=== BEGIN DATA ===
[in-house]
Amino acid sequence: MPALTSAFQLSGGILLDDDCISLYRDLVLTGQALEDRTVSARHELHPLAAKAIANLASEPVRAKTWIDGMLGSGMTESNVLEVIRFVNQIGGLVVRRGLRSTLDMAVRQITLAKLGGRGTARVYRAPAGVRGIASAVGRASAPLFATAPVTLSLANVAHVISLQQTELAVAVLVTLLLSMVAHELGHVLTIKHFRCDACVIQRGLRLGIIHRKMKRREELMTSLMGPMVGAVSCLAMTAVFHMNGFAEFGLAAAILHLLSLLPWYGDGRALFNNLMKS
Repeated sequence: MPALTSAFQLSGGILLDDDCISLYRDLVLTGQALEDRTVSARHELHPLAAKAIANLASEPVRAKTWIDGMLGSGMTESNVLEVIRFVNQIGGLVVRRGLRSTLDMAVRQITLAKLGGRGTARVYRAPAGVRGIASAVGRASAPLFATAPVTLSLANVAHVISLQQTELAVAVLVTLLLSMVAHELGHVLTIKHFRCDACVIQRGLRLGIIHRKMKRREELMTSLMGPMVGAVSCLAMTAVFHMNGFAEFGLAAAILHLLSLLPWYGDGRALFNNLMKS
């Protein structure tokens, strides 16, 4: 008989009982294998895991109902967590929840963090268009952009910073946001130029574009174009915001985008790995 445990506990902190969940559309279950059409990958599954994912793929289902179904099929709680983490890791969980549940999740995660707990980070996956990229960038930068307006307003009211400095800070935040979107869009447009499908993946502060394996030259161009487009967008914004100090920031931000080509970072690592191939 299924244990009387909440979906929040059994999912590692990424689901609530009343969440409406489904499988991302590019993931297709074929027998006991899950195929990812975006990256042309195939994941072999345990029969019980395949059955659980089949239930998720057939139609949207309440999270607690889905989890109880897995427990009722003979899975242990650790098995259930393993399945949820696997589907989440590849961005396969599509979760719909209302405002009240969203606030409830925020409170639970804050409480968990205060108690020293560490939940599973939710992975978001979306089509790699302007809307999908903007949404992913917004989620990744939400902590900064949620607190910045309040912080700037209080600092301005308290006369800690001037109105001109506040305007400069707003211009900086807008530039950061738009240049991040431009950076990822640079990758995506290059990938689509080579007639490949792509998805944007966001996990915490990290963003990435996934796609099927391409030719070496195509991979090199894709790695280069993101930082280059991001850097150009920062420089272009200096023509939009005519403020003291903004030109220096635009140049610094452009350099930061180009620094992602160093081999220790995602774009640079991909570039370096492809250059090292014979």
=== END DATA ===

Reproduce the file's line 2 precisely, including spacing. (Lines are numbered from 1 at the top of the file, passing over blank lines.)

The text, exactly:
Amino acid sequence: MPALTSAFQLSGGILLDDDCISLYRDLVLTGQALEDRTVSARHELHPLAAKAIANLASEPVRAKTWIDGMLGSGMTESNVLEVIRFVNQIGGLVVRRGLRSTLDMAVRQITLAKLGGRGTARVYRAPAGVRGIASAVGRASAPLFATAPVTLSLANVAHVISLQQTELAVAVLVTLLLSMVAHELGHVLTIKHFRCDACVIQRGLRLGIIHRKMKRREELMTSLMGPMVGAVSCLAMTAVFHMNGFAEFGLAAAILHLLSLLPWYGDGRALFNNLMKS